Commonwealth v. Mason

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Justia Opinion Summary

The Supreme Judicial Court affirmed Defendant's convictions for murder in the first degree, armed assault with intent to murder, and animal cruelty, and declined to grant extraordinary relief under Mass. Gen. Laws ch. 278, 33E, holding that no prejudicial error occurred.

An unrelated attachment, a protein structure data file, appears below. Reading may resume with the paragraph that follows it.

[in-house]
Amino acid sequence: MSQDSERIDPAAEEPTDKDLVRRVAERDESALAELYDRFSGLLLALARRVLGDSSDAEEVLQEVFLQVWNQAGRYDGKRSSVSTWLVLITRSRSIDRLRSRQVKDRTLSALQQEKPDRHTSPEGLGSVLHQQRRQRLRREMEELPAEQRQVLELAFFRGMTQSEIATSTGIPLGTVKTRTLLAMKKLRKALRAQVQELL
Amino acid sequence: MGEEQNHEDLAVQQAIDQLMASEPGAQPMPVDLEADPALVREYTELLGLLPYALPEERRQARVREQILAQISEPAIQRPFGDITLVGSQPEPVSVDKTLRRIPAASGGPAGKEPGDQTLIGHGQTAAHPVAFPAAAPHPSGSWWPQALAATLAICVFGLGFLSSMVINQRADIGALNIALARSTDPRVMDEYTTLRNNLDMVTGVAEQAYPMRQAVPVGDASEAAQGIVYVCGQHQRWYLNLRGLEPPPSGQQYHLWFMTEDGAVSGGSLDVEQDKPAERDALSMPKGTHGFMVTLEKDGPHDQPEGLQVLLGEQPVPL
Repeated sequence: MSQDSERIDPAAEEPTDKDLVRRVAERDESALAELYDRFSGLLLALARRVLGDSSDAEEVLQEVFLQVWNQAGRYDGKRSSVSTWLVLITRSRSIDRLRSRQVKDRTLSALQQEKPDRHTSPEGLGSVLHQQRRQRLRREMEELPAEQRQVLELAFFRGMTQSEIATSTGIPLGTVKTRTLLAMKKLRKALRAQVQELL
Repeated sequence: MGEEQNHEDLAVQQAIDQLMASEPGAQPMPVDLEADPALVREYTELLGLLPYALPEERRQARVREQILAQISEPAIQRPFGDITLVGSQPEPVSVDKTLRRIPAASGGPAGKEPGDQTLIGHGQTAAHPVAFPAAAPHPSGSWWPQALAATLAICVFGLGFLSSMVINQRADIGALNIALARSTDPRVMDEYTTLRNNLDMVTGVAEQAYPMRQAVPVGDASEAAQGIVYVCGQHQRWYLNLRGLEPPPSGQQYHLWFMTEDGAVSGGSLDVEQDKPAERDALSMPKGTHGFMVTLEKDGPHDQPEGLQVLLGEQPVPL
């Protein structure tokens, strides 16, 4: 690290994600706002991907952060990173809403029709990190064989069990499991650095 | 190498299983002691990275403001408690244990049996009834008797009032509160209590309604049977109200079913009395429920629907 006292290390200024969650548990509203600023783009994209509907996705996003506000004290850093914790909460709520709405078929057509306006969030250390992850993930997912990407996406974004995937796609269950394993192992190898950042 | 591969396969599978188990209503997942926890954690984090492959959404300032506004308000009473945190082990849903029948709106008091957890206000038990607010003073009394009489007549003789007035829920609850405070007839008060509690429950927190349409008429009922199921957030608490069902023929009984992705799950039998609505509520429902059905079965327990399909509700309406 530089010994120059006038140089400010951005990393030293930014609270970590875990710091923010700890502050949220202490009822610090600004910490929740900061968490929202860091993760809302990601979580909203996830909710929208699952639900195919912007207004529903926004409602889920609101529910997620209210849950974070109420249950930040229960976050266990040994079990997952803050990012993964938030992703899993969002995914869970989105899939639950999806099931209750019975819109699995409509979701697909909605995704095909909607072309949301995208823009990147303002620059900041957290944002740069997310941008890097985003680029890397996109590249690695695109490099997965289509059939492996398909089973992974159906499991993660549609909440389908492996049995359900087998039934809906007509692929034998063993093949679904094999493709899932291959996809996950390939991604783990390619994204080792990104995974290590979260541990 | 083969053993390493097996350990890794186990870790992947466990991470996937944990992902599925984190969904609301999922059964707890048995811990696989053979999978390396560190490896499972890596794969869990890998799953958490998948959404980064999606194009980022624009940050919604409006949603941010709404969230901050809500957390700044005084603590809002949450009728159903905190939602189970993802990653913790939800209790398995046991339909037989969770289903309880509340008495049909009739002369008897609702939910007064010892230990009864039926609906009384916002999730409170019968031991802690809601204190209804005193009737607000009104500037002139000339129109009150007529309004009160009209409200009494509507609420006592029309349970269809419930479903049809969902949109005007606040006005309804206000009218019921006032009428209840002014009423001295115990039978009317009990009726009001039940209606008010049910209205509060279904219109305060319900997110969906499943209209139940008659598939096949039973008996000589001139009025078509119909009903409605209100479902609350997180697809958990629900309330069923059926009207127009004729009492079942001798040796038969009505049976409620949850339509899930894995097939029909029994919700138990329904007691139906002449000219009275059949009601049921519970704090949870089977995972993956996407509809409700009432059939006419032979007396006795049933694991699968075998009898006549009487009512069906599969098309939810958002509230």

Specifically, the Supreme Judicial Court held (1) no error occurred during jury selection with respect to the voir dire of prospective jurors; (2) the judge did not abuse her discretion in finding that the neutral reason provided by the prosecutor for exercising a peremptory challenge was genuine and adequate; (3) the judge did not abuse her discretion in admitting prior bad act evidence, testimony that Defendant had access to firearms, and testimony regarding the results of a criminalist's Internet search; (4) evidence of charred paper fragments found in the basement of the dwelling where Defendant lived was not relevant, but the error was not prejudicial; and (5) there was no error in the prosecutor's statements during closing argument.